Yesterday, I played with a guy that used the turbo putt perfectly. Stuck under 5 foot tall bushes, he stood in the middle of them and turbo putted out and into the basket about 35 feet away. The next round he did the exact same thing from the exact same spot. I never thought I would need this shot, but it seemed to work great.
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Postby ParanoidPiranhasDave » Wed Jul 19, 2006 7:32 pm

I've heard it called "Spider Putting". Unless, that is, I'm misunderstanding.

I watched a tournament at Hudson Mills, MI where a guy was using it exclusively. I only watched him for about 5 holes but he only missed one putt...which had popped out the other side of the chains, and only two of them were what I would consider easy.
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Postby roadkill » Wed Jul 19, 2006 8:25 pm

I used to use a bonapane primarily for most of my drives in the late 80's early 90's.
I then stopped tucking the thumb so it gradually morphed into a fork grip. I still use a forked grip (disc pinched between index and middle fingers and fingers underneath fanned) for all drives where accuracy is more important than power and with all my midrange discs. I can't imagine using a bonapane grip on a tight wooded course.

I use a power grip on most shots over 340' especially when the fairway is more forgiving (open).

The turbo is a good shot to have but I'd reccommend working in some other styles as well. If you're putting with a low celing a turbo will be next to impossible. In that case an underhand kneeling putt or straddle will prove more effective.
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Postby Sokpuppet » Sun Jul 23, 2006 9:18 pm

you are losing 10-20% or more of your potential distance as that isn't a strong rip grip.


Why is the bonapane grip not a "strong rip grip"? Do you lose spin simply by having a weaker lock point?

I have trouble with the power grip. I can't seem to put much force into my index finger, while keeping the disc properly aligned in my hand. Are any of the middle-finger rip grips comparable in distance potential to the power grip?
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Postby Blake_T » Mon Jul 24, 2006 12:41 am

it's not a strong rip grip because the rip point is not as strong as some other grips.

the fan grip probably offers the strongest rip point of the middle finger rips.

i have small hands and tend to have a problem with sliding on wider rimmed drivers. something i've found that helps a bit is to add a bit more downward pressure with the pad of the thumb to add a bit of "pinch grip" effect to the rip.
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Postby Sokpuppet » Mon Jul 24, 2006 1:51 am

I don't understand. :oops:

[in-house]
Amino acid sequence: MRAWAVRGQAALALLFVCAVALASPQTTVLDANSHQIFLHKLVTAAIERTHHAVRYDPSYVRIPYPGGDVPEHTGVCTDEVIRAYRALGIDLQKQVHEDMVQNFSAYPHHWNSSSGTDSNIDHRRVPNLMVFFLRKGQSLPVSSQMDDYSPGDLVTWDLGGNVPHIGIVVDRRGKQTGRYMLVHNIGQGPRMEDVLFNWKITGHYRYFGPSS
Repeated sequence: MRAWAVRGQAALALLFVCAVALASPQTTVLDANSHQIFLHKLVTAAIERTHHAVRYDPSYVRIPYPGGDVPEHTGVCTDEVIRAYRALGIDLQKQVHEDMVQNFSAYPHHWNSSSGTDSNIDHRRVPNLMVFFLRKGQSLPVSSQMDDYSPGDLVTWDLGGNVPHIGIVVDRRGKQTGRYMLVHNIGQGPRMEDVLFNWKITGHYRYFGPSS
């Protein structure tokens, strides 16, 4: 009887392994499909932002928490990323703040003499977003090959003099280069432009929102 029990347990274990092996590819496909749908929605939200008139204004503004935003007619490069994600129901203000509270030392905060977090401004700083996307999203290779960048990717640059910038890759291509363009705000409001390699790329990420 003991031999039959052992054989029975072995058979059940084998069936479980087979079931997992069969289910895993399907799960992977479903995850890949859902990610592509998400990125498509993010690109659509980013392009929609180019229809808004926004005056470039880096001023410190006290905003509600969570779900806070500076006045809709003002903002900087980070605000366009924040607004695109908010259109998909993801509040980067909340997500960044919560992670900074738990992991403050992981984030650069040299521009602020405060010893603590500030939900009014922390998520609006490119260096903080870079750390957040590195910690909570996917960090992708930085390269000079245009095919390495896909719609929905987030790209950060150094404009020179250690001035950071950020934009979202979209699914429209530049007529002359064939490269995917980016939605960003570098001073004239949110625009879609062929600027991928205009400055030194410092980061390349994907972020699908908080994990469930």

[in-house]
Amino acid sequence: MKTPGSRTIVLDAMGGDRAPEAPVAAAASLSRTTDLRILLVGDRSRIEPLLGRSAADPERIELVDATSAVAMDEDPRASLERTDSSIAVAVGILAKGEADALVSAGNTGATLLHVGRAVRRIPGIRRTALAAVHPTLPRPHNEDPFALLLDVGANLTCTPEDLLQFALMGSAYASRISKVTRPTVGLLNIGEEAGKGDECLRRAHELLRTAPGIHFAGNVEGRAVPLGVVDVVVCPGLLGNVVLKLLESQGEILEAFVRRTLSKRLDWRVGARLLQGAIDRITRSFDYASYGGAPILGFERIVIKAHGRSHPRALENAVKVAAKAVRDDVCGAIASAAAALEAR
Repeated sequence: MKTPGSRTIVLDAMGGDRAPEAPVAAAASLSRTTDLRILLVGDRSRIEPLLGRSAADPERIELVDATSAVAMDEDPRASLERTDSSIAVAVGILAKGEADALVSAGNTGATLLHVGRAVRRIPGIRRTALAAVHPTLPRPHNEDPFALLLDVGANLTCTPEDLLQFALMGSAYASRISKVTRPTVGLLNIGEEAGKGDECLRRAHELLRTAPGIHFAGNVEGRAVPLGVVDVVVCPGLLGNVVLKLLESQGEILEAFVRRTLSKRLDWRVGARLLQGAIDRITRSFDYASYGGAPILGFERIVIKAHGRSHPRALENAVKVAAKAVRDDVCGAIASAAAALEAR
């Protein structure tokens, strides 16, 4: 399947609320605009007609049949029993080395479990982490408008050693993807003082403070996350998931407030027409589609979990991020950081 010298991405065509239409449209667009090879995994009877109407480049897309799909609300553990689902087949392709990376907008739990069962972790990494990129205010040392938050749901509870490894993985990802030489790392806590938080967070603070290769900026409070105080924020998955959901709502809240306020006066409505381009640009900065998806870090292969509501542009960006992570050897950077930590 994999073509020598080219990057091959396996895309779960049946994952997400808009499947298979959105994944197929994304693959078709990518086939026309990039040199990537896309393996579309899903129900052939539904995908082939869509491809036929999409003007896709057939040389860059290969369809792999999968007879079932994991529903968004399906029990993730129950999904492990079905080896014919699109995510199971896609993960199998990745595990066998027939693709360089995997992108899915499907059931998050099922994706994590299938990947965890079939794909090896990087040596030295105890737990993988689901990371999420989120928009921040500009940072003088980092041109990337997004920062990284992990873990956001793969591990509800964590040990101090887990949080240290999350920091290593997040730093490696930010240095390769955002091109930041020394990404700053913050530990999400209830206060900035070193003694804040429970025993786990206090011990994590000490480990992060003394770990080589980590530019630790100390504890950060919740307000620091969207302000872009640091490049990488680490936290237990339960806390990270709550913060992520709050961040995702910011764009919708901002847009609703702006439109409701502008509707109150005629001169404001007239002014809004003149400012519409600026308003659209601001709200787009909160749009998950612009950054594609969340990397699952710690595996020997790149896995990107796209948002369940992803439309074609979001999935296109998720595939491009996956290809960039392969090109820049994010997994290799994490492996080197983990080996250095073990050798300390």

What makes (for instance) the power grip's rip point stronger than that of the bonapane? The positon of the rip point along the inside of the rim? The index finger being inherently stronger than the middle finger?
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Postby Weebl » Mon Jul 24, 2006 8:08 am

Blake will be able to answer that better than I and in a more cohesive manner.


Now about turbo putts. Ever seen/played water polo? Replace the ball with a disc, thumb near the center of the disc and fingers along the outside rim. It's easier for people with bigger hands to do this putt, but ive seen smaller hands do it sucessfully too. The floppy one I call the butterfly putt. Why? It flutters.

The longest turbo putts ive seen are 45' out though, it doesnt seem to be accurate at long distances though from what I've seen. It's also possible to use a disc like the arrow (textured top plate) to do upslide down putts (ultimate players know these throws as "hammers") for distances too far to turbo putt, with the abrasive surface of the Aerobie Arrow stopping it when it touches the ground (most discs will slide). Be creative, no rules on style.
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Postby dscglfgeo » Mon Jul 24, 2006 9:53 am

I played a tourney against this guy in K-zoo. He turbo putted everything inside of 70' .... he only missed 2 of them.... freaking amazing to see him sink putt after putt. He used a champ aviar.

I ended up beating him by one or two strokes to win the tourney. If he could of gotten a couple of drives together he would of swept the field.
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Postby Blake_T » Mon Jul 24, 2006 11:56 am

Sokpuppet wrote:I don't understand. :oops:
What makes (for instance) the power grip's rip point stronger than that of the bonapane? The positon of the rip point along the inside of the rim? The index finger being inherently stronger than the middle finger?


it's a little of each.

basically, based on the position in the hand as well as inertia based on the throw the index finger yields the strongest rip point (assuming the rim isn't too wide) even though it doesn't necessarily have the most leverage.

the strongest grip i've seen is the stack grip i have on the grip article with the index on the rim and both the middle and ring on top of the index.

one thing of note... the closer the lock points are to the rip, the stronger the rip will be, but it also diminishes control.

when people drive farther with the bonapane, it's not because of grip strength, but because they are getting more nose down than they do with other grips.
in the majority of these cases (not all), people tend to default to the bonapane rather than a) keep their wrist down and b) get their weight forward.